The king of the frost giants didn’t have “find old warship made of fingernails” on his agenda, but that’s all changed. Your Major Spoilers review of Loki #1 from Marvel Comics, awaits!
Writer: Dan Watters
Artist: German Peralta
Colorist: Mike Spicer
Letterer: VC’s Travis Lanham
Editor: Wil Moss
Publisher: Marvel Comics
Cover Price: $4.99
Release Date: June 7th, 2023
Previously in Loki: Once known as The God of Mischief, The God Of Lies, The God of Evil, Loki has taken on a new title The God of Stories, and has found himself ruler of Jotunheim.
READING IS FUNDAMENTAL
Loki #1 opens with a recounting of how back in the day, Loki had created a warship made from the fingernails of dead people considered lost and forgotten. In the present time, Thor has come to his brother with words of advice for being a king. Also, to ask Loki why he’s lounging away his days in Florida. He explains that he’s preoccupied with his subjects by making it a royal decree that all frost giants must learn to read. Meanwhile, using their newfound reading abilities, a pair of frost giants have found, stolen, then promptly crashed Loki’s warship, scattering pieces across the realms. Being alerted to the incident, Loki goes to investigate and deduces that the fallen pieces can only lead to problems. Thor informs him that the other realms may see the arrival of the pieces as acts of war. Loki then sets out to track down the pieces.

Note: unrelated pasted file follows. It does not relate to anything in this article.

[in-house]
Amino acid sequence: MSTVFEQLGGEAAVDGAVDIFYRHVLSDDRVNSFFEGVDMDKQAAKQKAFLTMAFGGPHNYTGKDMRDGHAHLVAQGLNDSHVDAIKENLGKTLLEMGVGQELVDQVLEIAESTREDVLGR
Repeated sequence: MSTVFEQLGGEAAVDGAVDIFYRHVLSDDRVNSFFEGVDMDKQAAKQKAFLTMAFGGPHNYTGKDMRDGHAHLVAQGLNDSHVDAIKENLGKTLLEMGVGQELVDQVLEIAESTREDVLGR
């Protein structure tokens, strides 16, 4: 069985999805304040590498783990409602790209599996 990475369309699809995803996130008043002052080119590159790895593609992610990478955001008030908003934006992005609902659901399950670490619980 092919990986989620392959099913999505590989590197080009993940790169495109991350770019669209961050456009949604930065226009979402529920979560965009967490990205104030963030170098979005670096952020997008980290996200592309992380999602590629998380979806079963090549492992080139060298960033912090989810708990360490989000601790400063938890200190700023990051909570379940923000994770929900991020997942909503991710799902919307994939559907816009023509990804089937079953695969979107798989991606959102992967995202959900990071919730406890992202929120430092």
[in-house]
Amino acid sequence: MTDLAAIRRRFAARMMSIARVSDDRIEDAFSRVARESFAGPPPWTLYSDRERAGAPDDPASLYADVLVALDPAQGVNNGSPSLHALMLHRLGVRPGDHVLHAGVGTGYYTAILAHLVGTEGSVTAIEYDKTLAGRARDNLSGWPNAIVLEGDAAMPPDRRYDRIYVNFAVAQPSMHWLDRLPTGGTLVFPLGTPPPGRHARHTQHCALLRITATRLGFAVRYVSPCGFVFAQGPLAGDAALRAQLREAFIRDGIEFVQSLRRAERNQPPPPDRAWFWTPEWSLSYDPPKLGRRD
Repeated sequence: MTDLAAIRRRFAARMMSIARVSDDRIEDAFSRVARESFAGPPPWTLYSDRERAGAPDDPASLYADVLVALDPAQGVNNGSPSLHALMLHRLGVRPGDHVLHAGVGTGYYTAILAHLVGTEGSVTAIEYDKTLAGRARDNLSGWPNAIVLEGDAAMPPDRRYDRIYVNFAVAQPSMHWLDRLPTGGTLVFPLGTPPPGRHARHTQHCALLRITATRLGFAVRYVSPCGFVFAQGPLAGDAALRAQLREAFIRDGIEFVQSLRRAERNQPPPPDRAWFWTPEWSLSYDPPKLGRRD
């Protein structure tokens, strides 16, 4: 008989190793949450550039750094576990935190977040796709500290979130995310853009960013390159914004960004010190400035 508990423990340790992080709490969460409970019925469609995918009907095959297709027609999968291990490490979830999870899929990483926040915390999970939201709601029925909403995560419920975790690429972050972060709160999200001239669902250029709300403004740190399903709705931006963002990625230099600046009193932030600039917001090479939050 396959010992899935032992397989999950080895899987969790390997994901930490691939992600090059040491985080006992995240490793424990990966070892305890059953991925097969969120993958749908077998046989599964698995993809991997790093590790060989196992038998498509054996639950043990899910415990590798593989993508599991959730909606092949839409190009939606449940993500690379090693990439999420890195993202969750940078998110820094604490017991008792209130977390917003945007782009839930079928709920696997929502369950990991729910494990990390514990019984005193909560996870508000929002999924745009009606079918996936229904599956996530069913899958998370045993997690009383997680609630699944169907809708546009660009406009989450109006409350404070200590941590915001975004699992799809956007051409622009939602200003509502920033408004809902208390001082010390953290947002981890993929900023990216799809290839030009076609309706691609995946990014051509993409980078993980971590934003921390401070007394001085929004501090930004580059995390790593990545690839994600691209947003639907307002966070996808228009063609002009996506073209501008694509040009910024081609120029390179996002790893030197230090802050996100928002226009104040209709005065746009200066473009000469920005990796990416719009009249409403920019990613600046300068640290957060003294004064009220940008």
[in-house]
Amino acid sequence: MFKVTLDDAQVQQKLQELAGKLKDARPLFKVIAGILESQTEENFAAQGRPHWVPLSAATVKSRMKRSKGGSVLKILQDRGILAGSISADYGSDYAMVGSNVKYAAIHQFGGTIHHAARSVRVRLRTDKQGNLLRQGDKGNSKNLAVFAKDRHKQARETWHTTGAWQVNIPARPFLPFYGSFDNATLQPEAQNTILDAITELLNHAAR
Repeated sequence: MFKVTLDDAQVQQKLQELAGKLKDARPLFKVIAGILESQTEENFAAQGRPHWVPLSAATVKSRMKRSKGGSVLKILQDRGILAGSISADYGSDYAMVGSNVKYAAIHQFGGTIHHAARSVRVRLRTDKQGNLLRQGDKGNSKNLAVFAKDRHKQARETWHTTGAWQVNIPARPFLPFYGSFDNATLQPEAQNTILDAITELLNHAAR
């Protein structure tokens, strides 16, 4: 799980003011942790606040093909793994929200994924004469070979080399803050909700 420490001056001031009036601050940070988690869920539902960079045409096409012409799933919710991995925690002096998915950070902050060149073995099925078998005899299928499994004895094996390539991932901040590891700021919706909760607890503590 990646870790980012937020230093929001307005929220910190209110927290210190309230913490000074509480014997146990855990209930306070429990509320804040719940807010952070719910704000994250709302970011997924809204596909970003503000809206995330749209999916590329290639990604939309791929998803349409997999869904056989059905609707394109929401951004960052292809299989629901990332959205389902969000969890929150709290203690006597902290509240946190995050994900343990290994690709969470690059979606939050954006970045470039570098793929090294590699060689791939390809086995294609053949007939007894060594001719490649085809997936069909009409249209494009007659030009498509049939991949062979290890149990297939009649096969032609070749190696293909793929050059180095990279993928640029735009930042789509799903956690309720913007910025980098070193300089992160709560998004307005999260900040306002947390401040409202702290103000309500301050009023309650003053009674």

SETTING THE TONE EARLY
If you’re coming into Loki #1 Looking for some sort of groundbreaking approach toward comic book storytelling, you might be a bit disappointed. But for those with more realistic expectations, this is a fun read. What makes this so entertaining first and foremost is the tone this issue sets very early. Taking its cues from Thor: Ragnarok, this finds a nice balance between snark, silliness, and grim stakes. Fun moments like Loki revealing that he might be the infamous “Florida Man” and then bluffing the frost giants with a curse, elevate an unimaginative setup. Also, its sudden dips into dramatic territory feel natural and pleasantly jarring instead of ill-fitting. Helping this issue along is the narration, which comes from the unexpected source of the boat that’s at the center of the story. This narration bounces between sardonic and unreliable to full-on sinister at crucial moments.
LETTING THE DESIGN CARRY THE LOAD
The art in Loki #1 is fun and playful. The characters come off as very animated and there’s a sense of movement which fits this story well. But, when it comes to visuals, it’s the design work that needs the lion’s share of the credit. The usage of imaginative panel placement heightens moments that could have easily been simple left-to-right story advancement. Clever callbacks to past events and past art styles tie into this new Loki motif of being a storyteller, in effective ways.
BOTTOM LINE: A FITTING INTRO TO A CHARACTER-FOCUSED MINISERIES
This miniseries doesn’t look like it has aims to have a grand scale, which makes Loki #1 a fitting opening issue. But, where it lacks in the scale department it more than makes up for in charm and some unique visual elements. 3.5 out of 5 stars.
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Loki #1 doesn’t try to do too much which makes it feel somewhat lacking in ambition, but it manages to still be a fun read with enough charm to bring a smile.